David Cromer does not run one of Chicago's many famous theaters. A blunt perfectionist with an inclination toward the irascible, he's definitely not known for his skill at the schmooze. And, at 44, he's a bit too long in the tooth for such labels as "young" or "emerging."
But in 2008, the Skokie-born Cromer emerged as Chicago's hottest director. No other Chicago theater artist had this kind of searing impact in a single, life-changing year.
In February, he led the Evanston-based Next Theatre to off-Broadway acclaim, with his brilliantly staged version of a strange little musical based on Elmer Rice's "The Adding Machine." The show scored a bucket-load of awards and propelled the New York careers of actors such as Amy Warren and Joel Hatch.
But Cromer's annus mirabilis really fired up with "Our Town" in May.
Nobody expected much from yet another version of the overexposed Thornton Wilder classic, long associated with earnest but sanitized high school productions. The Hypocrites uses non-Equity actors. The show was to be performed in the basement of the Chopin Theatre—a cramped space with notably intrusive pillars.
The production was astonishing.
Cromer excised all shreds of sentimentality from the play and forced his gob-smacked audience to confront its own mortality as surely as it he'd delivered the news that everyone was suffering from a collective terminal disease. Not only did Cromer direct this conceptual wonder, he leveraged his own complicated personality into the central role of the narrator.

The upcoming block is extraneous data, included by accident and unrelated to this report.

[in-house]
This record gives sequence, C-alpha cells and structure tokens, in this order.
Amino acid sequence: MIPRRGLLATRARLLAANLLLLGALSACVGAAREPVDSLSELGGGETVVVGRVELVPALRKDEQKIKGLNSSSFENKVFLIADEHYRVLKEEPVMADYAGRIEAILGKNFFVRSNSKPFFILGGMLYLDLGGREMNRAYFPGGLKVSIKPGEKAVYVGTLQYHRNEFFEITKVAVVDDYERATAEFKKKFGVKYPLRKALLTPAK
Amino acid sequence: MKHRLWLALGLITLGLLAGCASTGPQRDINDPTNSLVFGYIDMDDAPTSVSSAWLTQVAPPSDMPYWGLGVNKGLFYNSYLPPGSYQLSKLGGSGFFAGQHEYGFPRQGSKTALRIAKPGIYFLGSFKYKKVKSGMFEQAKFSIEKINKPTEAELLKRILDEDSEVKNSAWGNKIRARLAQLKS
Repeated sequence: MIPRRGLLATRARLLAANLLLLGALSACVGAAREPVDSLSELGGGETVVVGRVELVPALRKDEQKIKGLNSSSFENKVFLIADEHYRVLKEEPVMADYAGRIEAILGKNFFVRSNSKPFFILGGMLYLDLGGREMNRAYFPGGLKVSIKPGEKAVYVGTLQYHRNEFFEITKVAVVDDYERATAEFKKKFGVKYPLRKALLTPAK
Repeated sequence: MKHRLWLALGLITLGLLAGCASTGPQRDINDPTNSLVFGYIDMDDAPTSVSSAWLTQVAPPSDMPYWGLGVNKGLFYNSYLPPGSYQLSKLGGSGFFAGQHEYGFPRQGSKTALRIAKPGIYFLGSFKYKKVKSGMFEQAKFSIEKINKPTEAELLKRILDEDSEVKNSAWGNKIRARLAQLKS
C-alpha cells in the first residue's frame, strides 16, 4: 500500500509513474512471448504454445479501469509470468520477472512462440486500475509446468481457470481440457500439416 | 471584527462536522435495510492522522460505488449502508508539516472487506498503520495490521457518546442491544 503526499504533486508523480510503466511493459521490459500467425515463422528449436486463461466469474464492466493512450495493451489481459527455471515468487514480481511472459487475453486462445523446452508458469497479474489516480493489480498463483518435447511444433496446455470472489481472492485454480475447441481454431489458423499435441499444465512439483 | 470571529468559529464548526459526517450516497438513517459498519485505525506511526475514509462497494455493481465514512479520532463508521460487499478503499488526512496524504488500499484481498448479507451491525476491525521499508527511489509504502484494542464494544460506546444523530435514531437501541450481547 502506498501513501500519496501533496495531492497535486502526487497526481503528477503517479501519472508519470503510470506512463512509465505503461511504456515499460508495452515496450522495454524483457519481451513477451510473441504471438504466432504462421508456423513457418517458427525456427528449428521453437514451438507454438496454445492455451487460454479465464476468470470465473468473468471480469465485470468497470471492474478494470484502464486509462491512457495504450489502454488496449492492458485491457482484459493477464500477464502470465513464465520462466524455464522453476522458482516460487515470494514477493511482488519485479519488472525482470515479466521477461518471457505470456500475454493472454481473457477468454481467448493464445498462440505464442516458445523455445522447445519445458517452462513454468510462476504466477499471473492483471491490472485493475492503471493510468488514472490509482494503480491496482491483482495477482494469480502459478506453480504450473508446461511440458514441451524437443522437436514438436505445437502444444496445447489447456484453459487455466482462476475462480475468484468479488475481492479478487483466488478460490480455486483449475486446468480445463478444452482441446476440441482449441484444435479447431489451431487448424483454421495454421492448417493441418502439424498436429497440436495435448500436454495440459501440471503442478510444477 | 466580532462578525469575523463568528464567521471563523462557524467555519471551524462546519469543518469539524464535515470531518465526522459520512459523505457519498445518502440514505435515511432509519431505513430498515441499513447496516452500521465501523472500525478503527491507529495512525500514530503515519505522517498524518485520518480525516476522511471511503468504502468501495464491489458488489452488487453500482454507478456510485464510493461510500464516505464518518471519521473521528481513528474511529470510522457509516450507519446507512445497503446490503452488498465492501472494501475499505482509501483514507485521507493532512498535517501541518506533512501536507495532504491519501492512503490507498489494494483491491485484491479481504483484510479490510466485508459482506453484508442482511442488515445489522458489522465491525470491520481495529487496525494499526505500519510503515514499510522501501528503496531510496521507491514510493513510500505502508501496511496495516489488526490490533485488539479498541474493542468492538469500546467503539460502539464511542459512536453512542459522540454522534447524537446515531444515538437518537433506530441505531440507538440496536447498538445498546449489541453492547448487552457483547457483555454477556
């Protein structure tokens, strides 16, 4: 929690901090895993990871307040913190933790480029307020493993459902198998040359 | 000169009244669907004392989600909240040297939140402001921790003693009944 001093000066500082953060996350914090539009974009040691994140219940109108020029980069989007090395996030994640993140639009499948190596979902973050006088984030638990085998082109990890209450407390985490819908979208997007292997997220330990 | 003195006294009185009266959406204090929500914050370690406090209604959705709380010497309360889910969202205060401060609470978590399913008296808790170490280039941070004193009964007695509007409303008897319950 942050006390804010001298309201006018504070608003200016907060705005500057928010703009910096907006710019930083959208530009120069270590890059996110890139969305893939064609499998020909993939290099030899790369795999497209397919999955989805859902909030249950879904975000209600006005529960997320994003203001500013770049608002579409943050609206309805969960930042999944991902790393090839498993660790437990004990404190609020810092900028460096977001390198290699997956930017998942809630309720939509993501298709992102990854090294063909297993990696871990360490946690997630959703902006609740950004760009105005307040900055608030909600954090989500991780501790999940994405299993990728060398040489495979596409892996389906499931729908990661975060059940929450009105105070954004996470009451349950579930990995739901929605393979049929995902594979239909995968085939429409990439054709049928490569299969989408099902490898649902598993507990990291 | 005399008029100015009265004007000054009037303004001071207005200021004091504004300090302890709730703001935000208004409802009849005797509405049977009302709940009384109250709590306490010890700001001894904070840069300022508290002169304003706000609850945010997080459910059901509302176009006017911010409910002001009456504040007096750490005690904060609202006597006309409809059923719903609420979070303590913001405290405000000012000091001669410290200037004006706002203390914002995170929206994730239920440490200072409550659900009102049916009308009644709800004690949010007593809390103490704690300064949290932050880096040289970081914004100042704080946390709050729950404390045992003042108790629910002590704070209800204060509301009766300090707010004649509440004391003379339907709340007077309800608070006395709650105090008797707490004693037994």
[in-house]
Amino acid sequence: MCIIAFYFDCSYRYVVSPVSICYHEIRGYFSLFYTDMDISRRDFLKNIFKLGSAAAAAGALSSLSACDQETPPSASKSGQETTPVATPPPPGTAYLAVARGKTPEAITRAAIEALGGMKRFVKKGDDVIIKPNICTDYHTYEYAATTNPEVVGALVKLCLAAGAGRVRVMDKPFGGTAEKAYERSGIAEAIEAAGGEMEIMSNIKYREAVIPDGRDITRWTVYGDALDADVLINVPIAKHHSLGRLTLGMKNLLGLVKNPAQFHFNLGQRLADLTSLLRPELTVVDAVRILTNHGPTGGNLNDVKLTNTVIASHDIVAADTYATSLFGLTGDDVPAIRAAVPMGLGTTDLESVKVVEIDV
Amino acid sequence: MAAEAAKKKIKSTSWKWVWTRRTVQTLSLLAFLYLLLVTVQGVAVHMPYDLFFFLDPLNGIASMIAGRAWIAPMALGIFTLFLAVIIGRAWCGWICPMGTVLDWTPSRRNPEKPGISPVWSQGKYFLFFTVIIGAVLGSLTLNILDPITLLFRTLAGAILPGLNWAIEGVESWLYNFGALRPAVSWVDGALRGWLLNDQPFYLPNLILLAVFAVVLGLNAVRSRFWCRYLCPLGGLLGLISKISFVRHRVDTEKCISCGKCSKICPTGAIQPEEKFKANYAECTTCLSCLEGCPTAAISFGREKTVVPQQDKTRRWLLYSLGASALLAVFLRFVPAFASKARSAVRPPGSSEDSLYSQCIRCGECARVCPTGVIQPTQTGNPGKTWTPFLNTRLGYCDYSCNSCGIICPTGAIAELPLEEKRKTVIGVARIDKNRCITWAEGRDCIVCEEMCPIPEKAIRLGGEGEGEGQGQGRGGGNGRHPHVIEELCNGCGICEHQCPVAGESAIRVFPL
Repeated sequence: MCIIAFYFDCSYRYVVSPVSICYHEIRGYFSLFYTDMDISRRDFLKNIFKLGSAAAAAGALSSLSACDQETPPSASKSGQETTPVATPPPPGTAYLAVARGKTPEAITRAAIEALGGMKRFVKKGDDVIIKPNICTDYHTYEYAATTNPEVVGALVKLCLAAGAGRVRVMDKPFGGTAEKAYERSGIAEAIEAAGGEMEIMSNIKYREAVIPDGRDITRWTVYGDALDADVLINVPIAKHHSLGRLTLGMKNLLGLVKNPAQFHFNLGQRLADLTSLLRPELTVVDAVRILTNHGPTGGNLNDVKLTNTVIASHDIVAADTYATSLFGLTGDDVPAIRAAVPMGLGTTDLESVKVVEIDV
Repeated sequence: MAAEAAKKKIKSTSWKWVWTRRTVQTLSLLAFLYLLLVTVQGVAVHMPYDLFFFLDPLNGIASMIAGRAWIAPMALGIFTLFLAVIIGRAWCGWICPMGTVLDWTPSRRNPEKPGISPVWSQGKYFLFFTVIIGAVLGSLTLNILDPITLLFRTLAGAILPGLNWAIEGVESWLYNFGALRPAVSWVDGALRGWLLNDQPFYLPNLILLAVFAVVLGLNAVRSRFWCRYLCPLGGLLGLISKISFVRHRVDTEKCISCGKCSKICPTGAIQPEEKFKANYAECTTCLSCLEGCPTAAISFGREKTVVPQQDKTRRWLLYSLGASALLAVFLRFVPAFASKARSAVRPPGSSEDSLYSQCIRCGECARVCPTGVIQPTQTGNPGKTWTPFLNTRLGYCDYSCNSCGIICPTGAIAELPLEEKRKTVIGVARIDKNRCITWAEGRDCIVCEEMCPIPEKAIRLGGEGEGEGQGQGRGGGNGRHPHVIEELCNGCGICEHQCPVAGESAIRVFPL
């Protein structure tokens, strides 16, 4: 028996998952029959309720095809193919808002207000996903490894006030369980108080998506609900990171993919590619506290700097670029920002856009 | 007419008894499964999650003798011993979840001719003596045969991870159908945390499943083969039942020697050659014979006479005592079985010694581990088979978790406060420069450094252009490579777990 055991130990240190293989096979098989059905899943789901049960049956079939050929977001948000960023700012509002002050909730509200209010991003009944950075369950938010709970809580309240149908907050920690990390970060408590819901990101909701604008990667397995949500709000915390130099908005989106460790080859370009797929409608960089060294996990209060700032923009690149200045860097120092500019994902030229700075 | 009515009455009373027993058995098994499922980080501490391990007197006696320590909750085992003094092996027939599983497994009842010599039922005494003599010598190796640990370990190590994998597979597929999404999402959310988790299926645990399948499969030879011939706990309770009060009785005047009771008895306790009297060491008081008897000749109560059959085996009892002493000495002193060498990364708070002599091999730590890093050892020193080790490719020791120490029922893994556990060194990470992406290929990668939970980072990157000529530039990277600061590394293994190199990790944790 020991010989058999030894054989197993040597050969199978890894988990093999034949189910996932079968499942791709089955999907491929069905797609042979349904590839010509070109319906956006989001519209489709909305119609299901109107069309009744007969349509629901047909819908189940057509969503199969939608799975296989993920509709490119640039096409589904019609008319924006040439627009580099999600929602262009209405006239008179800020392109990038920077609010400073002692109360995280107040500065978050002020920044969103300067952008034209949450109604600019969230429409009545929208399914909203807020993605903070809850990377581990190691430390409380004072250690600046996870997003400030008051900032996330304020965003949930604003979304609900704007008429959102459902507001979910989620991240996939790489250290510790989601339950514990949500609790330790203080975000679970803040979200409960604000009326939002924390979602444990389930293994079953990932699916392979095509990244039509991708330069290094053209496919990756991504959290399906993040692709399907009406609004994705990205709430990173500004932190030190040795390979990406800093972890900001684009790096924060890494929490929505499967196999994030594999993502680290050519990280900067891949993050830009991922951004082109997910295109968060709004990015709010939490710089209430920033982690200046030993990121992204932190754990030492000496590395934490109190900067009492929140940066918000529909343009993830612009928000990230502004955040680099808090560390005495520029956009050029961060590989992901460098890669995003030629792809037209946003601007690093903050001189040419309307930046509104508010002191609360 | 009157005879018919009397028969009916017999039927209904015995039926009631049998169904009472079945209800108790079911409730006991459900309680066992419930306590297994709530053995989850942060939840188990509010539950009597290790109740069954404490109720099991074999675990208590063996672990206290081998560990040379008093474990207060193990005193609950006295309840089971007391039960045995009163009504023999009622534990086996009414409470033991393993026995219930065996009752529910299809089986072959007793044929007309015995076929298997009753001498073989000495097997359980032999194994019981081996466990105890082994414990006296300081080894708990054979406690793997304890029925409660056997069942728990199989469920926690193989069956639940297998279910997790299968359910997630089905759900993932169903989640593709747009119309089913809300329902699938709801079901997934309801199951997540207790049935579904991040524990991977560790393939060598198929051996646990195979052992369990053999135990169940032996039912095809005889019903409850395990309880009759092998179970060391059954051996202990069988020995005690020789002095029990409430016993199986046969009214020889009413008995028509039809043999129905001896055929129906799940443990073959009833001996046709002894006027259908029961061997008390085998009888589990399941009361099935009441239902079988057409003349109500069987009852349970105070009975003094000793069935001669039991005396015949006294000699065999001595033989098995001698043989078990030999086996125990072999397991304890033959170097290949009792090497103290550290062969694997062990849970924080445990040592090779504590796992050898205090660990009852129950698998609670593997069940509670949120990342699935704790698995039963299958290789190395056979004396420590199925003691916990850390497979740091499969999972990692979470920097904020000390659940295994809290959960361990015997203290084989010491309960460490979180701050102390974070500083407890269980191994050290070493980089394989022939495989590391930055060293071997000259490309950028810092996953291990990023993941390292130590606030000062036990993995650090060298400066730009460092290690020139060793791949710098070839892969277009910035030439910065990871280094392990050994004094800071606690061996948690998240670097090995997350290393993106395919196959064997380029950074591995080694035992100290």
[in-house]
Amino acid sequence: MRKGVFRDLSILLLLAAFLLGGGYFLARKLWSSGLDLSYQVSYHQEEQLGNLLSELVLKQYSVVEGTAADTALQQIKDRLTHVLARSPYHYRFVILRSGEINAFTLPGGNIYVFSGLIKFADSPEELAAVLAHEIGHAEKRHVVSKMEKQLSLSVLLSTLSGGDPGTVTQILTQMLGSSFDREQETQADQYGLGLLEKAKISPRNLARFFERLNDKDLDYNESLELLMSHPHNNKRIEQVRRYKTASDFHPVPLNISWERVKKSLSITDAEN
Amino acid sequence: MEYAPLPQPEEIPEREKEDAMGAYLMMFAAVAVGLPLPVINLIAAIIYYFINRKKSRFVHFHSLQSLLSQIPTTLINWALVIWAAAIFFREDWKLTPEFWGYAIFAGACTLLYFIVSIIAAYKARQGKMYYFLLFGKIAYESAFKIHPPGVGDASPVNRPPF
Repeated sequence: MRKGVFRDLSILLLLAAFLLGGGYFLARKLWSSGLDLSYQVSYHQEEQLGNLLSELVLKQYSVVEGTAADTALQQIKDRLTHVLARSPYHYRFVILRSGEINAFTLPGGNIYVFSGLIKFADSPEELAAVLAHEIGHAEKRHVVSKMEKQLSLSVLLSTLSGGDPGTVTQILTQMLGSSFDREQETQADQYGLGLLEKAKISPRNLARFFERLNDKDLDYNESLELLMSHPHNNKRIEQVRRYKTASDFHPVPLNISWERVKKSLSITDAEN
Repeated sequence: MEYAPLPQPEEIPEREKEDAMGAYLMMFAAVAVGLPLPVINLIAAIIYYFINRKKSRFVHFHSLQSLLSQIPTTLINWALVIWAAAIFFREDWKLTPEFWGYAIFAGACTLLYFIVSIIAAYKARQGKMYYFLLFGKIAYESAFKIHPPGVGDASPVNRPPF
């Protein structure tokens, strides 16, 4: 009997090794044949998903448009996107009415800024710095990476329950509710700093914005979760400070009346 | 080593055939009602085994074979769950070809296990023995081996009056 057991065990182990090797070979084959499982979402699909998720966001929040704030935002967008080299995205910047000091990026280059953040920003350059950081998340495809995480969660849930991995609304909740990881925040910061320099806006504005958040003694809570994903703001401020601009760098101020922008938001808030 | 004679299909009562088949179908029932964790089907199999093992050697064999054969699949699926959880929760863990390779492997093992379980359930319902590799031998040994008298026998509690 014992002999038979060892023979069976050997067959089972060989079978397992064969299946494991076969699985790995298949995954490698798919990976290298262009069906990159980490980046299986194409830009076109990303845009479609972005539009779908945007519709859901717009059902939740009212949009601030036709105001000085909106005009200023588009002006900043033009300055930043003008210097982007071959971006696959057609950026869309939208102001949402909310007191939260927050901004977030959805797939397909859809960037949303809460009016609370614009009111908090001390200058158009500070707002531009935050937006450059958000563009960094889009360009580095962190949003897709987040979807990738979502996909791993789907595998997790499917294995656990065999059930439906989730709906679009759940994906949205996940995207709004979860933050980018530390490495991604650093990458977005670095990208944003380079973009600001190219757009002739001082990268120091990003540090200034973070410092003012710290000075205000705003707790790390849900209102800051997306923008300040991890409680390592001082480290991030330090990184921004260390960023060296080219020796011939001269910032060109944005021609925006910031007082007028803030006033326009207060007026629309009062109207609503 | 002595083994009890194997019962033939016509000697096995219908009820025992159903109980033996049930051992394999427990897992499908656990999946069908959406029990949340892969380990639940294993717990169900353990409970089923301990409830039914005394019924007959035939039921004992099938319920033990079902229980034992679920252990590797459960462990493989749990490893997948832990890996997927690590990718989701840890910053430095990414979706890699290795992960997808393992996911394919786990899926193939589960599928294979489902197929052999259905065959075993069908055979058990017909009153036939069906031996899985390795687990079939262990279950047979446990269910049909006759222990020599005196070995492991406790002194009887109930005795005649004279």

It was a performance that (somehow) combined compassion, intelligence and the kind of earnest bluntness that you always want from a physician delivering tough news. The show was a huge hit, selling out and returning from an encore run in the autumn. It is to move off-Broadway early next year.
But by the end of the summer, Cromer had turned to "Picnic." Instead of the energy of off-Loop youngsters, this superlative production of the William Inge classic was staged in the tony surroundings of the Glencoe-based Writers' Theatre. Once again, Cromer used his assets well, delivering a blistering powerful look at the transitional pain and sexual confusions of small-town life in the 1950s. He culled sentiment from a play that was never invested in it (even though a thousand past directors thought it was). He coaxed brilliant performances from his shrewdly chosen cast. And he flipped the play toward the audience, forcing you to focus on your own failures.
"He knows how to take an actor, wean them gently from their safer choices and coax them towards the precipice where great performances always hang in the balance," says Michael Halberstam, the artistic director of Writers' Theatre. "The consequence of this is that his audiences are always drawn into the world of the play and immensely rewarded."
By this fall, word about Cromer was getting out and his well-profiled face was staring up from many publications.
His fall project—"Celebrity Row" by Itamar Moses—wasn't a slam-dunk hit by any means, but this troubled new play at American Theater Company still contained some of the shrewdest staging we'd seen all year.
It was reported last week that Cromer has been hired to direct the high-profile Broadway revivals of " Brighton Beach Memoires" and "Broadway Bound" next fall. That kind of assignment is one that will could well change his life and his career for good.
In 2008, Cromer contributed so very much to the theatrical landscape, the human landscape, of Chicago. In 2009, we'll have to fight to get on his dance card.Copyright © 2015, Los Angeles Times